"Post-poned elective surgery"

About: Northern General Hospital / Vascular surgery

(as the patient),

From initial referral to secondary care in October 2010 for excessive menstrual blood loss due to uterine fibroids and elimination of malignancy following biopsy at the end of November 2010, I was referred to vascular radiology for consideration for uterine embolization.

I was seen mid-February 2011 subsequent to an MRI in mid February. At the mid-February appointment in which probity for the procedure was agreed, consent signed, blood tests and MRSA test taken, I was told I would have the procedures in 6 weeks time, i.e. the end of March 2011. I received a letter mid-march 2011 to say the procedure would be done at the end of April.

I phoned the hospital to check whether there had been a typing error; there had not. The same letter stated that I had to 'ensure' that I had the hormonal IUD (mirena coil) removed prior to the procedure. This I duly did at the very end of March 2011. What ensued was the worse bleeding I have ever had on three separate dates in the subsequent 10 days – to such an extent that I had to rush home having bled through, sanitary protection (double), clothing, onto my car seat and two other occasions where I could not leave the house.

I phoned the GP and could not get an appointment unless I sat in the surgery. My bleeding meant I could not ‘sit’ anywhere at that point in time.

In mid April I received a phone call to inform me the procedure was postponed until the end of May due to an outbreak of Norovirus. Due to how poorly I had become and fearful of a sudden loss of blood as seemed to happen unbidden since the coil removal, I asked was there any way I could be treated prior to that as I was becoming so ill and had someone coming to stay with me who had booked a flight and time off to stay with me subsequent to the scheduled procedure. I was told there was not.

I asked could I try and organise treatment privately and was asked whether I had health insurance; I did/do not and therefore was told that it was highly unlikely.

I was referred to the secretary of the vascular radiology team who told me that she would have to take me off the list if I ‘wanted’ to go privately. I tried to explain that I did not ‘want’ to go privately as I did not have any money to pay for private treatment but could sell my car and borrow money to pay for the procedure as I simply could not wait any longer. I asked the secretary to keep my appointment.

Subsequent to this, I had to further haemorrhagic bleeds and spoke to a GP at my surgery who said my dose of anti-haemorrhage medication was very low (I was not aware it was low – it was my prescription – 500mg tranexamic acid + 500 mg of mefenamic acid) and I could double the dose. She also said, I should have the coil put in again. I explained to her that the coil was very difficult to insert the first time due to the size and position of my most problematic fibroid which obstructs the cervix. Since the coil had been put in in June 2010, that same fibroid had increased in size by at least 2 cm and the possibility of reinsertion was not very likely (given that removal was very difficult – it is normally extremely easy) due to the obstruction of the cervix. I also did not want to go through what I had just been through with the post-coil removal blood loss again as I am now aware that it is very uncertain whether the appointment due at the end of May would go ahead as it is ‘elective’.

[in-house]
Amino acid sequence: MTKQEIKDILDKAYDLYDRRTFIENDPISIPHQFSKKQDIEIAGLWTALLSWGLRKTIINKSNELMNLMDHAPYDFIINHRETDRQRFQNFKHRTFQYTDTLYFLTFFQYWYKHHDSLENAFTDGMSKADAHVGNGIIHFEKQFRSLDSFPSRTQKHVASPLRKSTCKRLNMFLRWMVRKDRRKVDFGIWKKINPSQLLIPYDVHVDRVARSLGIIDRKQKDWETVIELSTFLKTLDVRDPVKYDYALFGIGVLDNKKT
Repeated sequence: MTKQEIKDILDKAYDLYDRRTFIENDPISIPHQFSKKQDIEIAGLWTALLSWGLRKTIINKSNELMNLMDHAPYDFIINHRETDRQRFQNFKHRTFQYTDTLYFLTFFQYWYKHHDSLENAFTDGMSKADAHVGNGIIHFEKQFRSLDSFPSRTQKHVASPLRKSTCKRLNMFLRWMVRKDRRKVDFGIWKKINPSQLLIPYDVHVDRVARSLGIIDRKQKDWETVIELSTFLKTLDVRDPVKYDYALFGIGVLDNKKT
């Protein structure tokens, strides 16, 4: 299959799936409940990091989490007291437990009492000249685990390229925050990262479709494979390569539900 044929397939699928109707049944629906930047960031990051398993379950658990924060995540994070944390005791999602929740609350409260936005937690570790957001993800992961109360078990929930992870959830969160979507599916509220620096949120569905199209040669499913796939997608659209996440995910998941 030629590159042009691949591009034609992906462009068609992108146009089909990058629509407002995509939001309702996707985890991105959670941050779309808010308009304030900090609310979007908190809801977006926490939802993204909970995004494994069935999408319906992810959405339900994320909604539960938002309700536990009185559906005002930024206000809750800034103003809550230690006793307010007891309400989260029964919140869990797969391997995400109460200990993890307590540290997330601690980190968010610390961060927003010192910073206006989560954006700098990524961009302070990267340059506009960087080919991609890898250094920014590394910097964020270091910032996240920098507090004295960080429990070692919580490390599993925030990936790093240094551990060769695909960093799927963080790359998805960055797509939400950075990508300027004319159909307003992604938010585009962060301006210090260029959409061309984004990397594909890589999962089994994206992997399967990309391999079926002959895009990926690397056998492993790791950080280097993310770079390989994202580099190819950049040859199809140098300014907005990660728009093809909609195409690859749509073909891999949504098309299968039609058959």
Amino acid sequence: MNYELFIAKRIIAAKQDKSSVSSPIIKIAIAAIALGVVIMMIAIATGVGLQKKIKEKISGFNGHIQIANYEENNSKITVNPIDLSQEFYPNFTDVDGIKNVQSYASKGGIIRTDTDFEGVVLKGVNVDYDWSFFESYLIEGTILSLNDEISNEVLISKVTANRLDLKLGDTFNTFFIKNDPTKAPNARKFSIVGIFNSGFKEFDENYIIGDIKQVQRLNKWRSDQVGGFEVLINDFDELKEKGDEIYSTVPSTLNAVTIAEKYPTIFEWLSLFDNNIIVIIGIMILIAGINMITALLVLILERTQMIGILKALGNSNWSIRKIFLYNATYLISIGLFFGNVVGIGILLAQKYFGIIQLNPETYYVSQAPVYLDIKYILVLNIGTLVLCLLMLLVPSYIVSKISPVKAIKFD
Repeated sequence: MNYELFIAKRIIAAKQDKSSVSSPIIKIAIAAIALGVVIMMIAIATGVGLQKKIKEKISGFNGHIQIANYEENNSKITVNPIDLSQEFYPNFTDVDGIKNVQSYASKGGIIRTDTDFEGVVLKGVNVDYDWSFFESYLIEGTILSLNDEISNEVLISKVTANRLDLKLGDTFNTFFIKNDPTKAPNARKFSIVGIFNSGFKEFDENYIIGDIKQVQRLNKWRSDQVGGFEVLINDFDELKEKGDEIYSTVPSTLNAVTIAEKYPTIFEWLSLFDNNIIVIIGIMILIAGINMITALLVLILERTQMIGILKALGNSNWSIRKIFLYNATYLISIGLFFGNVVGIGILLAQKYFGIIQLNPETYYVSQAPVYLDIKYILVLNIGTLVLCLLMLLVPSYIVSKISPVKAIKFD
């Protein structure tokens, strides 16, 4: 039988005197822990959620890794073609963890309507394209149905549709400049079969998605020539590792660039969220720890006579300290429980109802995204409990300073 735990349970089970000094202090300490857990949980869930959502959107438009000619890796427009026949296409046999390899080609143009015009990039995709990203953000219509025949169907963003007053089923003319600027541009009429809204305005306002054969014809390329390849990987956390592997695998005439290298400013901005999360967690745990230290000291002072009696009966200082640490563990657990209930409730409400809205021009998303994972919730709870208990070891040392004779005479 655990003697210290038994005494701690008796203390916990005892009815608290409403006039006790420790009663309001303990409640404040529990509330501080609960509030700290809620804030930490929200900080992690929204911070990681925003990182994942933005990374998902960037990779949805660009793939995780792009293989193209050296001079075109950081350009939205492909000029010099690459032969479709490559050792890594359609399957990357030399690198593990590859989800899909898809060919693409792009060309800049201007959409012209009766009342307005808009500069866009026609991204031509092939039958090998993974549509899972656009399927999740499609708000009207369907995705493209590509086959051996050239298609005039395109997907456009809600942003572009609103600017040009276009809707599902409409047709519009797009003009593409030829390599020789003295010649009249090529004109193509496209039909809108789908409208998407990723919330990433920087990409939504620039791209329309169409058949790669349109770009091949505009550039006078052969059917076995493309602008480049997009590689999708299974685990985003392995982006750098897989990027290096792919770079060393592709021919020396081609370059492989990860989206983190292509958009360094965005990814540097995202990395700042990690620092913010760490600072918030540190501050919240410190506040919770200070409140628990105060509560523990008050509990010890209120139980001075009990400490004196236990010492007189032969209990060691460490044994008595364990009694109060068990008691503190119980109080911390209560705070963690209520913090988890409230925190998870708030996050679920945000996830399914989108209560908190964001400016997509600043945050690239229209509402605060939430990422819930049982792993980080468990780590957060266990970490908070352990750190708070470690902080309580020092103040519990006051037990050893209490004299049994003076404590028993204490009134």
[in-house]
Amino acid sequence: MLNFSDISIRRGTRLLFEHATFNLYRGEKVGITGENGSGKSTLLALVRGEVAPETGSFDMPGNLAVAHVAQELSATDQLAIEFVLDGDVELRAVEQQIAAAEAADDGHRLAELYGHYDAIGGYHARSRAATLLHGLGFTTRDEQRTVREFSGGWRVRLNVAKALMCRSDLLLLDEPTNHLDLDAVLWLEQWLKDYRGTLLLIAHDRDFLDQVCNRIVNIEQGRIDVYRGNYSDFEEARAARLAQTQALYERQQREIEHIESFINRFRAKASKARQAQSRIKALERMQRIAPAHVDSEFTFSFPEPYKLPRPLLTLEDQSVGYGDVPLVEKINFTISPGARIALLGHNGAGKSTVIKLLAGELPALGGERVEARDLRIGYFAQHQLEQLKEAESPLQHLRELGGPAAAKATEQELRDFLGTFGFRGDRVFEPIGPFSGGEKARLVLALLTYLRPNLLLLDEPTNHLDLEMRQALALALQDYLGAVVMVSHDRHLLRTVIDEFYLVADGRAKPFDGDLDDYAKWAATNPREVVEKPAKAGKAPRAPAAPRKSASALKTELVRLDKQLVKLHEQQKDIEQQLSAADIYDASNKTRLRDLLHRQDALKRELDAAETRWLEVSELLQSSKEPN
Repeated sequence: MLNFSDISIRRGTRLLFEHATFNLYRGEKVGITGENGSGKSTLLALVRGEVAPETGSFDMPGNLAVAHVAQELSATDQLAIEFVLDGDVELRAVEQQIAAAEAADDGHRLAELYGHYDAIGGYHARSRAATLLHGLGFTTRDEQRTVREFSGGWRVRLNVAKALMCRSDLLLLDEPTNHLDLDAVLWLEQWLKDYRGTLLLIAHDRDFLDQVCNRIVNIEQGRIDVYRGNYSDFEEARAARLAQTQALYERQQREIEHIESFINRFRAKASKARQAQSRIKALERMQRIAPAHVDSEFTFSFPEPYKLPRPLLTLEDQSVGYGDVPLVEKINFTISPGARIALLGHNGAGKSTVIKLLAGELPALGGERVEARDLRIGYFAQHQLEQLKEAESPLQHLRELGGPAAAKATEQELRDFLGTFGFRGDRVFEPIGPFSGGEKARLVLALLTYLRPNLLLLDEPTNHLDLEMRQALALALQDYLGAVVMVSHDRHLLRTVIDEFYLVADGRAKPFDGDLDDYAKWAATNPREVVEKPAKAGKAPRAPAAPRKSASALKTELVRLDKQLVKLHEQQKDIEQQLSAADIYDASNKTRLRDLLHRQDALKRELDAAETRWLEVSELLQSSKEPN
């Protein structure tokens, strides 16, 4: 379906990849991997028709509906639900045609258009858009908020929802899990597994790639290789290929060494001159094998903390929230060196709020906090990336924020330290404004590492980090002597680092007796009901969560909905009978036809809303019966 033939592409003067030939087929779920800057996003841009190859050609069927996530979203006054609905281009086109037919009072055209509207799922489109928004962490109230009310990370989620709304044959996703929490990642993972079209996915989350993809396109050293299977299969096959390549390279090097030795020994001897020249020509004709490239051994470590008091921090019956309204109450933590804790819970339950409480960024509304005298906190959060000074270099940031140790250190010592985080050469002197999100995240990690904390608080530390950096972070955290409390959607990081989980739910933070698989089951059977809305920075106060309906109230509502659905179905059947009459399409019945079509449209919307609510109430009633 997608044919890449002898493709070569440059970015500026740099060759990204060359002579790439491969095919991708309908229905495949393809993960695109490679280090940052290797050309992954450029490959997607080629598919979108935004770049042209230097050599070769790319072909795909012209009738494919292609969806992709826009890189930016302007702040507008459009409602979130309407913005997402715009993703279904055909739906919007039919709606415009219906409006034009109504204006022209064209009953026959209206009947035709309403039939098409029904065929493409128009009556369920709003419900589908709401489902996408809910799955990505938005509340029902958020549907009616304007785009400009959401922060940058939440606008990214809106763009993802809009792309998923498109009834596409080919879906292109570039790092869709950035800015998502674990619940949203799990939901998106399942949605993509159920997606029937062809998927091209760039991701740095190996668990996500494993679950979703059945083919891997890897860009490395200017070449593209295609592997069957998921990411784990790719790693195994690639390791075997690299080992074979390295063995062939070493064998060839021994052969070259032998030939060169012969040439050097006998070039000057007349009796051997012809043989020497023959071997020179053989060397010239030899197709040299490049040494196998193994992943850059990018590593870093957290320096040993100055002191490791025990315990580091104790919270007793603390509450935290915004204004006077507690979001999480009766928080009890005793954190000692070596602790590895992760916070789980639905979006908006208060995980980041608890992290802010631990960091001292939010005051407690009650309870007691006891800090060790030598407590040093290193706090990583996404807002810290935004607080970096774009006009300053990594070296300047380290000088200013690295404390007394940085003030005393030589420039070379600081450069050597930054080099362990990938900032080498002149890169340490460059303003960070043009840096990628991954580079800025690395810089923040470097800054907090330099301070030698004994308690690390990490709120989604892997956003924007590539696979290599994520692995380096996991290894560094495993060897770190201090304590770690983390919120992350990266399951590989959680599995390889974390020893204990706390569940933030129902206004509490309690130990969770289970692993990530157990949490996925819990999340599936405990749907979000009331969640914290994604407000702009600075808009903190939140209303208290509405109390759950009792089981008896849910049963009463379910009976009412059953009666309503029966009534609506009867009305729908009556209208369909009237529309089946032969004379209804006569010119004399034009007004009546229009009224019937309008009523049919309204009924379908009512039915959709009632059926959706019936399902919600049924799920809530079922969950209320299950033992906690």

I conducted a search of the internet for interventional radiologists outside of Sheffield and found someone in Birmingham who practiced both on the NHS and privately. The wait time for NHS treatment is 18 weeks and for private is immediate. The private clinic in which I will be treated offers an interest free credit system to pay.

Obviously, in the interest of patient safety, to close areas and decrease bed numbers because of norovirus is necessary. What could have been avoided for me and countless others I have spoken to in my role as a health services researcher conducted research of patient attitudes on hospital wards is clarification that a procedure date does not necessarily mean a person will be treated on that given date.

If I had understood this, I would not have had the coil removed until immediately prior to the procedure. A sentence such as (and highlighted): You are scheduled for what is termed an ‘elective procedure’ meaning the surgery is not considered a medical emergency. As such, medical emergencies can arise with other patients and may mean the intended date given in this letter might have to be moved. We hope this is not the case but understand that you will probably be organising time off work/child care/post-operation care and therefore some flexibility is important in your planning.

If such a sentence was included, it would be educative to a non-clinical person such as me and others in my position. Up-to-now, I was really unaware, had a family member book a flight for me and as mentioned, followed the pre-procedure treatment as requested with subsequent symptoms.

As it stands, I have struggled with massive blood loss since October 2010 which first prompted me to request referral to secondary care at that time.

My issue is with the communication and management of my referral and booking for procedure. All clinical dealings have been entirely satisfactory and I have every confidence in all the clinicians who have attended my case and would far prefer to be treated on the NHS rather than enter into debt as I feel obliged to do to be able to continue working (my GP offered to have me signed off work for 6 weeks leading up until the end of May and then the time off for recovery). I do not think this is a good use of tax-payers’ money.

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